Years later, after being inappropriately reared by an alcoholic/philistine stepmother whom my father finally divorced, I witnessed my father struggling away with learning the fist movement of Beethoven’s “Moonlight Sonata" (a self therapeutic method I am sure, to help ameliorate the personal anguish accrued from his debauched marriage.) He, for endless months would study this piece with unavailed accomplishment. But it was enough to inspire my own interests in learning to read and understand music at the time. My junior high school choir teacher took a week away from singing lessons to teach the class basic music fundamentals. While the majority of the class was blowing spit wads and falling asleep, I imbibed and absorbed everything he taught, like it was some type of golden pablum from heaven. One evening soon after, my father came home from work and found me playing his Beethoven by memory with all of the forlorn beauty and expression required…C# minor became my friend then. My father rushed me out to find a piano instructor for me. I ended up with Mildred B. Anderson, who taught out of her small accommodated efficiency apartment crammed with two ancient Steinway uprights. She was a 1927 Graduate of Lawrence University and had met Prokofieff in concert there just prior to his return to Russia. How prestigious, I thought.

My intended fervor for sight reading however, began to weaken when my true desire to create and compose music intervened like a predacious wild beast in heat. Mildred B. Anderson was not at all willing to be a mentor to my compositions and finally expelled me from her tutelage. I have regretfully been a lousy piano sight reader ever since.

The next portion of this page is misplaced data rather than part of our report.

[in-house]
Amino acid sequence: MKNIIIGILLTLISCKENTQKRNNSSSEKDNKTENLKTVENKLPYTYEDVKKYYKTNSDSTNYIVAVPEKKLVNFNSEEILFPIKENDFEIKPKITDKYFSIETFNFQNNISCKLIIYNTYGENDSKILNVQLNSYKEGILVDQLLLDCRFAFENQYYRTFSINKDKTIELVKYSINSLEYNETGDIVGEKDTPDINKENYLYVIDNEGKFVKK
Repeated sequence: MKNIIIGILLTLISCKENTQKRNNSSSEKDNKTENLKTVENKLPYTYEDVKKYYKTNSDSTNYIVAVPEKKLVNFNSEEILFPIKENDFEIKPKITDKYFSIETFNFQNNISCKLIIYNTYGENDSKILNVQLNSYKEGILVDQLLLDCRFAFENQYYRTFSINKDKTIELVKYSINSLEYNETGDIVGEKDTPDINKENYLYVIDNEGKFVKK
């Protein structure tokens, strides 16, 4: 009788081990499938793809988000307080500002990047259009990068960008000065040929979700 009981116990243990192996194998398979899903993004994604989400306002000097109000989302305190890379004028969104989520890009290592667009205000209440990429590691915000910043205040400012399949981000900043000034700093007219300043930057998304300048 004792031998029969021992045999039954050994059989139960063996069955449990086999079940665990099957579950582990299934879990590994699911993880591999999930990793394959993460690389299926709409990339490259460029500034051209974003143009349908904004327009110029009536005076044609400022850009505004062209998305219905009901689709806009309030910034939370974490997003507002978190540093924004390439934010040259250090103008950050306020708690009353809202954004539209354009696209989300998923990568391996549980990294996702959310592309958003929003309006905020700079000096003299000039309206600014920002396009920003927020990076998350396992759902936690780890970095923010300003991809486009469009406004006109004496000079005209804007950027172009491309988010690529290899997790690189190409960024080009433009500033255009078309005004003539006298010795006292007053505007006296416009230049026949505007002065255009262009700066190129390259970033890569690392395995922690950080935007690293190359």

Throughout my adult life, I have been greatly inspired by my environment and natural surroundings with its colors and sounds. I cherish the mountains and the woods, lakes and streams and the mossy aroma of a forest’s breathe. There is a jocular and harlequinesque behavior together with a terrestrial cruelty that plays and teases with each other in the wilderness like edacious nymphs. It blends both, its piquant and sweet flavors into a steamy caldron of sarcasm, delicately seasoned with a slight sprinkle of sadness…then served into little bowlfuls of wonderment and romance.

I love the music of Rachmaninoff, Scriabin, Prokofieff, Szyminowsky, Hans Gal, Debussy, Ravel, Satie, Shostakovitch, Puccini and Poulenc. These sounds represent nature with its sarcasm, humor and magic, and have greatly influenced what I do and what I understand.

I relish the works of Maxfield Parish, Edward Hopper, Andrew Wyeth and the English and Russian folklore and French impressionists before them. Their masterful works are truly a manifestation for the curious presumption that there is in actuality, a cadre of tiny enchanted worlds inhabiting the air.

I try to stay in touch with the genre of art and music by studying and being a part of it on a daily basis. I relax by reading Kurt Vonnegut, Thomaso Landolfi, John Updike Mark Twain, Hermann Hesse and the complete anthologies of folklore by Andrew Lang. They offer me ideas for possible illustrations for what I am currently working on.

All of this, however, has instigated a rather fierce challenge for me as a professional artist… How to earn a living.

My own personal favorite in this show.

Washington Gallery is open both Saturday and Sunday from 1 - 5 p.m. for those interested in seeing Floberg's work in person.